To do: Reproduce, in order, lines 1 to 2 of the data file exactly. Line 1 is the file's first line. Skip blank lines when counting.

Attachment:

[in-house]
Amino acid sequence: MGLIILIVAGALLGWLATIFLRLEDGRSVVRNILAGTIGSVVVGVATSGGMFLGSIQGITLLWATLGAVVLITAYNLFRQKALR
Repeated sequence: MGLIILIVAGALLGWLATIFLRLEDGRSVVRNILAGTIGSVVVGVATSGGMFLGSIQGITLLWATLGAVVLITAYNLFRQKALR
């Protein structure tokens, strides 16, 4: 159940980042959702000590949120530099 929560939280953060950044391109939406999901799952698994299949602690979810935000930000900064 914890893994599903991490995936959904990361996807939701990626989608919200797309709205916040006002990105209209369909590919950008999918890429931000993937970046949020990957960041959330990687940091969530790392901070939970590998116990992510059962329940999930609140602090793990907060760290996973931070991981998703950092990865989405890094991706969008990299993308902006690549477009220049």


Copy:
[in-house]
Amino acid sequence: MGLIILIVAGALLGWLATIFLRLEDGRSVVRNILAGTIGSVVVGVATSGGMFLGSIQGITLLWATLGAVVLITAYNLFRQKALR